Lacy, The Saddleback Sow, Has 9 Piglets

Yesterday Lacy, my Saddleback sow farrowed 9 piglets. I would like to say that it was plain sailing but it wasn’t.

Lacy is a lovely sow and is never aggressive towards humans. She will dominate Cagney, her sister when it comes to feeding time and will often take a bite at Cagney but apart from that Lacy is a very good pig to deal with, that is until it comes to farrowing.

This was Lacy’s third litter and I am delighted to say that she had 9 healthy piglets, 7 gilts and 2 boars which is a great result.

When Lacy farrows she tends to become aggressive towards the piglets, which is not uncommon. At about 3.30pm yesterday she had her first piglet and soon followed a second and third. Infact everytime I turned round or went outside she seemed to have a piglet. All was going well and although I had got a box incase it was needed the three piglets were milling around quite happily. That is until Lacy took a swipe at the third piglet and bit him on the face, puncturing his face so that he is now breathing through the hole and slashing his tongue.
I managed to get all three piglets safely away from Lacy and promptly phoned the vet who said keep the piglet warm and give about 0.1ml of penstrep if you think it’s needed.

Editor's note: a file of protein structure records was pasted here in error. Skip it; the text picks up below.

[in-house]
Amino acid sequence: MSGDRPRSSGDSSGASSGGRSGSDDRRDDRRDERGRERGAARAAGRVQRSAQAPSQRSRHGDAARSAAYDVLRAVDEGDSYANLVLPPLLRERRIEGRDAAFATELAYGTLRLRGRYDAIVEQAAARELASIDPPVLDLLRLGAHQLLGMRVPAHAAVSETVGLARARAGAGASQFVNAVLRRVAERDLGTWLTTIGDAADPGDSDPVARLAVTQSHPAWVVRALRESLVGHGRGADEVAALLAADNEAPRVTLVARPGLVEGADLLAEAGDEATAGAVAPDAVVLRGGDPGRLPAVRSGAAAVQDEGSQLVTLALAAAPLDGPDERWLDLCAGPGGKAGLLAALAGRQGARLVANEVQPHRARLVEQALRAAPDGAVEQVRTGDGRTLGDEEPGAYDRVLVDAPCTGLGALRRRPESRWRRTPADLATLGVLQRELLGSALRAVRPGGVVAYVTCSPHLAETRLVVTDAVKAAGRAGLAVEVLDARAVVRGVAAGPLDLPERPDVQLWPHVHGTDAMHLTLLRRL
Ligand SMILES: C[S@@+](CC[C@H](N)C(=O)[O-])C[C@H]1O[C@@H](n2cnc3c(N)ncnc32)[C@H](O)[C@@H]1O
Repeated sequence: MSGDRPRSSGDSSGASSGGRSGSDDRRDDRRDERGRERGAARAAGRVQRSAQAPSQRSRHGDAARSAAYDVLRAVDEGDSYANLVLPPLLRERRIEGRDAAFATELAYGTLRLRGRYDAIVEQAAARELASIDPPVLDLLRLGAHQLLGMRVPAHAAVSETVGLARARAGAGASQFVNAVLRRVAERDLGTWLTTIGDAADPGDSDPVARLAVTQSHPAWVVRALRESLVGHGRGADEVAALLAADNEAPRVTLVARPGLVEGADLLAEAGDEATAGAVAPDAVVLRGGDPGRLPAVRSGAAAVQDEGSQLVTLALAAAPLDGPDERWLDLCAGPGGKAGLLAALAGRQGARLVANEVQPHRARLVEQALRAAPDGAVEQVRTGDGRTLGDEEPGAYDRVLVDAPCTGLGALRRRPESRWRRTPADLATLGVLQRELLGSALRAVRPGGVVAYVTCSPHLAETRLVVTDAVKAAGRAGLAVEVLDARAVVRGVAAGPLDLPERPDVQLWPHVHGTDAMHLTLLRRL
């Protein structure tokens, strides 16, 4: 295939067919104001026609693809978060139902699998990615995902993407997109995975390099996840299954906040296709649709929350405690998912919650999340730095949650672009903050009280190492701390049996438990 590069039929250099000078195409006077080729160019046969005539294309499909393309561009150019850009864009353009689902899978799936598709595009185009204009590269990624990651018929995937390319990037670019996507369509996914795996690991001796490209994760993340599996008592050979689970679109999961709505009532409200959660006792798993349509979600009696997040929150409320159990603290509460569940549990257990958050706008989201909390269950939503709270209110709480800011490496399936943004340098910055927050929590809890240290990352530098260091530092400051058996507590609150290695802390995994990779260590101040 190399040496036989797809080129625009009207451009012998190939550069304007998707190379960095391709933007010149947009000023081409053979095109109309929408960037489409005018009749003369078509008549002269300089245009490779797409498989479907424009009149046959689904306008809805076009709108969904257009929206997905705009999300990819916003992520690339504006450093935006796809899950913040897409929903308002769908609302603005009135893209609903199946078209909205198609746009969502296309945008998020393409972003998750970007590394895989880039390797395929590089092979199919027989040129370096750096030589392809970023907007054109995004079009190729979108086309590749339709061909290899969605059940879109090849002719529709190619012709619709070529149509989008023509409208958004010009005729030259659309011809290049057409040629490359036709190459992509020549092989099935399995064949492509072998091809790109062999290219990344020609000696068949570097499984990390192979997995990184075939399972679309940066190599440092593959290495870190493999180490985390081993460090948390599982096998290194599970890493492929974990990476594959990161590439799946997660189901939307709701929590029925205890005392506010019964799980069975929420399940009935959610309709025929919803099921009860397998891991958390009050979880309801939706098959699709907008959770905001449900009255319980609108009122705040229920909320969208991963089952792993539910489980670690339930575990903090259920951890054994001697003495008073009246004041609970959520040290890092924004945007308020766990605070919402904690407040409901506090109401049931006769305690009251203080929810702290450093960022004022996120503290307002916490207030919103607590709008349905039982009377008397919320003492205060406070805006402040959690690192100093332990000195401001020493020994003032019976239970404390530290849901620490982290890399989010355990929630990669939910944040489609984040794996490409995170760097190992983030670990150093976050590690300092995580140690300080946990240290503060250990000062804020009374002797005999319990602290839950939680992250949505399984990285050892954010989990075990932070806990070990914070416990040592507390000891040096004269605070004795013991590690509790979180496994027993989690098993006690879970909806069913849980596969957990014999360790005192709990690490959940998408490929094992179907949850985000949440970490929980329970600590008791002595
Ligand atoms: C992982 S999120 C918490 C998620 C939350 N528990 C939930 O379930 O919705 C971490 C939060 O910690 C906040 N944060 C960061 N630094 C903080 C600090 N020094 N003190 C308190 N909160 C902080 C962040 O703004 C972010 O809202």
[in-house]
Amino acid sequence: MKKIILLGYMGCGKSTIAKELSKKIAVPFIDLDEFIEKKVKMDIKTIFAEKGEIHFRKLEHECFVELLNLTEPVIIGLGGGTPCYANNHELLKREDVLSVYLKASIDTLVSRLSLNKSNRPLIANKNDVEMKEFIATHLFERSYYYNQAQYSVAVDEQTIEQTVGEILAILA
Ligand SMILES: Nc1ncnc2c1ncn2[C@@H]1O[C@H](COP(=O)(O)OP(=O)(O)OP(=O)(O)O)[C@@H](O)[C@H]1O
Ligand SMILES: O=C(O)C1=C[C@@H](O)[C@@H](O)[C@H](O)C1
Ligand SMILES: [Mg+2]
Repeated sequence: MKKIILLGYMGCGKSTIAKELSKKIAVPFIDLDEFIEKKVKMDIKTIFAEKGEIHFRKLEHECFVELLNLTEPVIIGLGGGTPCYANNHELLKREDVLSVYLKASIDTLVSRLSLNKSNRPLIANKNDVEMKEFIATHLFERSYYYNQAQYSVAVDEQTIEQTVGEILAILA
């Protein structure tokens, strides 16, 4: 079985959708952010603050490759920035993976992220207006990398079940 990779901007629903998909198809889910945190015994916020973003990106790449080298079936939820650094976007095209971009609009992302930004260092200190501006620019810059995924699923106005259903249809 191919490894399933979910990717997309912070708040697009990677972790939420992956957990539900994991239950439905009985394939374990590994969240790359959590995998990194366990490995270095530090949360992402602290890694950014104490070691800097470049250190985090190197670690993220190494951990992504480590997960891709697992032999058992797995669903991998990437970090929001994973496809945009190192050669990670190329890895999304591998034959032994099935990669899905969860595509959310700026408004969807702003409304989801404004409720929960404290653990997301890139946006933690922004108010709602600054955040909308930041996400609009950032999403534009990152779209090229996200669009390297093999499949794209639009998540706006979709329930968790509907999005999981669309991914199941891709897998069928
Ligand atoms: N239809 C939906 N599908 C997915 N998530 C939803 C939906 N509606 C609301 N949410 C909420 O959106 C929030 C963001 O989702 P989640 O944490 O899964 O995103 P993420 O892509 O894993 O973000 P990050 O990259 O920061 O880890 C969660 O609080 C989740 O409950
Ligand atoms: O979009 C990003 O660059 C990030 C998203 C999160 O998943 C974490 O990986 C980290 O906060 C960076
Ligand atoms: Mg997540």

I wiped away blood which seemed to take forever and the poor little piglet was suffering from shock but miraculously has survived.

As the piglets were born I gathered them up into a box under the heat lamp. The numbers began to increase and the box became quite full, so I had to resort to two boxes. The containers are deep but one piglet, I think the first born was a determined little piglet and kept trying to jump out of the box and succeeding on a few occasions.

With the possibility of the piglets jumping out of the box and into the mouth of Lacy I was stranded in the farrowing barn, with 28 guinea fowl, 7 ducks and 17 hens free ranging outside as well as over 100 quail to check for feed and water and 8 other pigs to feed, all of which needed doing before nightfall. Hmm I was in a predicament.

My father-in-law came over to the farm to watch the piglets whilst I sorted the poultry and then it was back to piglet watch for me. By about 9pm Lacy had farrowed 9 piglets and was cleansing, a sign that farrowing has finished. Everytime I tried to place a piglet near Lacy she started to snap at it, yet everytime a piglet squealed she became concerned and when she tried to lay down she did so with caution so as not to sit on any piglets.

I waited a couple of hours for Lacy to calm down and then Steve and I decided that it would be best to release all the piglets into the farrowing pen and to try to keep them away from her mouth with a stick. When this happens there is an awful lot of grunting goes on and Lacy paces up and down the farrowing crate before settling down.

I was relieved that she didn’t attack any and I stayed whilst the piglets suckled. I also wanted to make sure that the poorly piglet suckled which it seemed to do.

Today all the piglets are well and Snuffles (the poorly piglet) is trying his hardest to suckle but I think he is having trouble breathing and sucking at the same time, so I am supplementing his feed every hour with a drop of warm calf milk.

I’ll keep you posted about Snuffles and the rest of the Saddleback piglets.